'Certainly not.'

'And why not?'

'I suppose, Sir, they escape destruction by the influence of Karma?'

'Just so, great king, it is through the influence

of Karma that beings in purgatory, though they burn for thousands of years, yet are they not destroyed, If they are reborn there, there do they grow up, and there do they die. For this, O king, has been declared by the Blessed One: "He does not die until that evil Karma is exhausted."'

'Very good, Nâgasena!'

5. The king said: 'Venerable Nâgasena, your people say that the world rests on water, the water on air, the air on space . This saying also I cannot believe.'

Then the Elder brought water in a regulation water-pot , and convinced king Milinda, saying: 'As this water is supported by the atmosphere, so is that water supported by air.'

'Very good, Nâgasena!'

6. The king said: 'Is cessation Nirvâna ?

'Yes, your Majesty' .

'How is, that, Nâgasena?'

'All foolish individuals, O king, take pleasure in

the senses and in the objects of sense, find delight in them, continue to cleave to them . Hence are they carried down by that flood (of human passions), they are not set free from birth, old age, and death, from grief, lamentation, pain, sorrow, and despair,--they are not set free, I say, from suffering. But the wise, O king, the disciple of the noble ones, neither takes pleasure in those things, nor finds delight in them, nor continues cleaving to them. And inasmuch as he does not, in him craving ceases, and by the cessation of craving grasping ceases, and by the cessation of grasping becoming ceases, and when becoming has ceased birth ceases, and with its cessation birth, old age, and death, grief, lamentation, pain, sorrow, and despair cease to exist. Thus is the cessation brought about the end of all that aggregation of pain. Thus is it that cessation is Nirvâna.'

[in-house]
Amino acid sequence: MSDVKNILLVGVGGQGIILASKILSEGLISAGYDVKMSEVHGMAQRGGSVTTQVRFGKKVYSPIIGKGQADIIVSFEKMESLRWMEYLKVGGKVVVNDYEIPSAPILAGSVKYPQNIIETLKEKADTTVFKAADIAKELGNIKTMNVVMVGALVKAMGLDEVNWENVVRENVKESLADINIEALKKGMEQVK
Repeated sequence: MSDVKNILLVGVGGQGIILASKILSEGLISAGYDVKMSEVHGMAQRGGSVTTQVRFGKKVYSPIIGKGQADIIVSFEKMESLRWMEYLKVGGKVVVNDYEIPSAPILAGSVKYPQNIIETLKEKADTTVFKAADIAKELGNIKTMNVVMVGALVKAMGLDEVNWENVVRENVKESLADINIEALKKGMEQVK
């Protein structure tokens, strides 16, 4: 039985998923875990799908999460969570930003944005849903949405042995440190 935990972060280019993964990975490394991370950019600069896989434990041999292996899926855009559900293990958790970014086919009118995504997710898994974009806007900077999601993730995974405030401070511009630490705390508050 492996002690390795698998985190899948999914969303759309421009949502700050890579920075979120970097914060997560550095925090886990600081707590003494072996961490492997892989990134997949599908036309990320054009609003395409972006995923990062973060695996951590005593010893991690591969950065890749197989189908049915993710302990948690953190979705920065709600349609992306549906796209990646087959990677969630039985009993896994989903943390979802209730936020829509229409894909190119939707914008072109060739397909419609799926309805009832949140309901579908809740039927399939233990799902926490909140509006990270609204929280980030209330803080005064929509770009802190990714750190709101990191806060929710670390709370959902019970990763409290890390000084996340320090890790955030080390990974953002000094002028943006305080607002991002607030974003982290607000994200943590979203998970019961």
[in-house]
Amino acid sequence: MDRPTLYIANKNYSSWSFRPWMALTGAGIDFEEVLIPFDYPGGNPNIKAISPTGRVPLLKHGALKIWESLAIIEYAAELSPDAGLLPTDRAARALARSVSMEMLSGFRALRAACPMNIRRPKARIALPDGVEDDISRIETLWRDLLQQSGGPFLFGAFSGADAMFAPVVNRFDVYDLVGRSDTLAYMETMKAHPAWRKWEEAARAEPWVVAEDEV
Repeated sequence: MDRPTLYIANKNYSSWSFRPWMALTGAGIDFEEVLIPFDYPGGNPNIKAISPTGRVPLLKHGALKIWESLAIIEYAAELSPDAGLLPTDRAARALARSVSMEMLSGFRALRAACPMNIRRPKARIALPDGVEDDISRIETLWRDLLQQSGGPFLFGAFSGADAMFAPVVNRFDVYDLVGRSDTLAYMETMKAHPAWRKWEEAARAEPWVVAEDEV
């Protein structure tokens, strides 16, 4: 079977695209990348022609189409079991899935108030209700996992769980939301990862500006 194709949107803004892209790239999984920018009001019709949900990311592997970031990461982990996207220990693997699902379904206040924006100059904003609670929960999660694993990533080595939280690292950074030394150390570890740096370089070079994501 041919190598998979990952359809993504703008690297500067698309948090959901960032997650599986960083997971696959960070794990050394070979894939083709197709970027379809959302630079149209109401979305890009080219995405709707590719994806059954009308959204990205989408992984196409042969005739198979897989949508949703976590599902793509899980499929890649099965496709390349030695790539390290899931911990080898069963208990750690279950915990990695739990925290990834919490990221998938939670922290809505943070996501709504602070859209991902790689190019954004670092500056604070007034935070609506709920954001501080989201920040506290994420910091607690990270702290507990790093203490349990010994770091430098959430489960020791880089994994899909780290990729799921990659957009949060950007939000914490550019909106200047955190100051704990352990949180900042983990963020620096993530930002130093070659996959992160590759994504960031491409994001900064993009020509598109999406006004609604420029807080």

'Very good, Nâgasena!'

7. The king said: 'Venerable Nâgasena, do all men receive Nirvâna?'

'Not all, O king. But he who walks righteously, who admits those conditions which ought to be admitted, perceives clearly those conditions which ought to be clearly perceived, abandons those conditions which ought to be abandoned, practises himself in those conditions which ought to be practised, realises those conditions which ought to be realised--he receives Nirvâna.'

'Very good, Nâgasena!'

8. The king said: 'Venerable Nâgasena, does he who does not receive Nirvâna know how happy a state Nirvâna is ?'

'Yes, he knows it.'

'But how can he know that without his receiving Nirvâna?'

'Now what do you think, O king? Do those whose hands and feet have not been cut off know how sad a thing it is to have them cut off?'

'Yes, Sir, that they know.'

'But how do they know it?'

'Well, by hearing the sound of the lamentation of those whose hands and feet have been cut off, they know it.'

'Just so, great king, it is by hearing the glad words of those who have seen Nirvâna, that they who have not received it know how happy a state it is.'

'Very good, Nâgasena!'

Here ends the Fourth Chapter.